Designing an open-concept home can be a bit tricky. While the airy feel and increased gathering space is great, sometimes the lack of privacy and distinct zones can get frustrating. Luckily, there are ways to differentiate space, whether it’s by adding a kitchen island, using color, or rearranging your furniture.
When Maura and Philip Watson bought their home in March 2020, it looked as if it hadn’t been touched for 30 years. In fact, it hadn’t been updated for 28 — and it was in desperate need of an open floor plan. “All the rooms felt very disconnected,” Maura says.
Between the pandemic and layoffs, the couple found themselves with more time on their hands and turned their time and energy to their home. Ideal timing, Maura says.
The couple completed the reno with no outside help besides advice on the cabinet layout. The project started with knocking down the half wall to connect the kitchen, dining room, and living room. The result centers the vaulted ceilings and creates a bright and airy space.
“We absolutely love the openness of the space,” Maura says. “We also love our kitchen and the placement of our island (hello hidden trash can!)”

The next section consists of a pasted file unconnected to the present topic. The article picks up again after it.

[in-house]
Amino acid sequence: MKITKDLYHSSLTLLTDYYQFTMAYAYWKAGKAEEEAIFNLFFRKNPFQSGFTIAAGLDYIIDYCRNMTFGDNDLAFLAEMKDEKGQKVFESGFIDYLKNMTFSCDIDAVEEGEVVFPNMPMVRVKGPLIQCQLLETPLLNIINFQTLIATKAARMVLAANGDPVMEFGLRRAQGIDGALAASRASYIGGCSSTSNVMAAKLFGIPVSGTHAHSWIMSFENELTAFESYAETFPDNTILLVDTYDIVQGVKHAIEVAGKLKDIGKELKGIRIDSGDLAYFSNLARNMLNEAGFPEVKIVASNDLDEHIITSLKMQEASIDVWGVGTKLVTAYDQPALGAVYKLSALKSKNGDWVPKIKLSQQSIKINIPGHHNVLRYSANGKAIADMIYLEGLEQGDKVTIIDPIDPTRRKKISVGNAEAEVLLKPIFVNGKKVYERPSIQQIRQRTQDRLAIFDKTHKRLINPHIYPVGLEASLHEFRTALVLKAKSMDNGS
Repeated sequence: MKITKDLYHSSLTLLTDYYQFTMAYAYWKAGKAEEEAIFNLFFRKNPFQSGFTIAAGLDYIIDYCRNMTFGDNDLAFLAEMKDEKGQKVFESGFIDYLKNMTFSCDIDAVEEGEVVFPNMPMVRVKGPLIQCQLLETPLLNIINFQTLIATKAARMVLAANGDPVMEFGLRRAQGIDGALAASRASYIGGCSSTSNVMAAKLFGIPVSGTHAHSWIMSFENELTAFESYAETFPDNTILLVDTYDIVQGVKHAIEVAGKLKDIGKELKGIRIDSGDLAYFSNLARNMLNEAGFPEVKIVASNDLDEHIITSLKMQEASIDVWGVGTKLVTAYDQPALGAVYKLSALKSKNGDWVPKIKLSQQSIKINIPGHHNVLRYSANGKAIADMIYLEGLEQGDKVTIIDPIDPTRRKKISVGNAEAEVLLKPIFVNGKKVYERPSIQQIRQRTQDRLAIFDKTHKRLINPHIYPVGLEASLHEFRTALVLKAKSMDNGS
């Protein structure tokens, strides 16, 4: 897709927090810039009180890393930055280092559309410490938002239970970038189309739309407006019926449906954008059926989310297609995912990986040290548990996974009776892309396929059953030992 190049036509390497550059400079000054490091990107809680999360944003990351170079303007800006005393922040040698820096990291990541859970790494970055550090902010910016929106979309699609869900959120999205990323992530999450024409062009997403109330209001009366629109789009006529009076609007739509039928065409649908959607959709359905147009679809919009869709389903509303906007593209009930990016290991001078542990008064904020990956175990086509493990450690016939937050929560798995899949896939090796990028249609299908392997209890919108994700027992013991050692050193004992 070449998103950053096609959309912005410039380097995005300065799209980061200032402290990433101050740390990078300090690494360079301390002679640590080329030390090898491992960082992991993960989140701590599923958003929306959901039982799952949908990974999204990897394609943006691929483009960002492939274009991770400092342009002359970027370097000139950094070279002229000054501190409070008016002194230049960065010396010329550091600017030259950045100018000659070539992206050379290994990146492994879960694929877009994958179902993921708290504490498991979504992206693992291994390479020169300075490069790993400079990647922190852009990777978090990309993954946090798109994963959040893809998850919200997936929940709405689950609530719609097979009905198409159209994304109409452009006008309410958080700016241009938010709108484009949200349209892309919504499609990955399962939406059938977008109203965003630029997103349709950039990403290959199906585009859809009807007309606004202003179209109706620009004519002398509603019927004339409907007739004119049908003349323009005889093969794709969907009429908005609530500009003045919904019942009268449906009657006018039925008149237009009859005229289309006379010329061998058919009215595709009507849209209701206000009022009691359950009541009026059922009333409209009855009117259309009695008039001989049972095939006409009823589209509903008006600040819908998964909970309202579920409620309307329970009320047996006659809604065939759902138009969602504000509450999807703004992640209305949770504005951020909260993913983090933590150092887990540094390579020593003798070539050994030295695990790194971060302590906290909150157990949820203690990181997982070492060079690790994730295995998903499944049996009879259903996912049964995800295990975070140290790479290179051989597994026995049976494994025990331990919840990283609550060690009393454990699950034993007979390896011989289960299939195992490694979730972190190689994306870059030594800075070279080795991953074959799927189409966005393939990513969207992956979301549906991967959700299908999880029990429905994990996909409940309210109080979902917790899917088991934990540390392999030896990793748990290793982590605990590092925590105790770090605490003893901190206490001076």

Out went the popcorn ceiling, and in went new cabinets, countertops, and flooring. The blue couch is the perfect play on the blue subway tile backsplash across the room in the kitchen. “Since we settled on a lot of neutral tones for our kitchen, I wanted something deep in color for the backsplash. My husband and I both love blue accents, so we landed on this beautiful blue-gray imperial gunmetal subway tile from The Tile Shop.”
Meanwhile, the bright windows and wood elements help brighten the space, with the help of white walls, freshly painted with Sherwin-Williams’ Snowbound.
As for whether the space is complete or not, Maura says they might extend the cabinets across the back wall someday.
The project rang in at about $15,000 total. The majority of the costs came from the cabinets, countertops, and flooring.
Maura says she’s proudest of completing the project themselves. “When we first started, it felt a little daunting,” she says. “However, it also felt so satisfying to know we were working toward a home that would truly feel like ours.”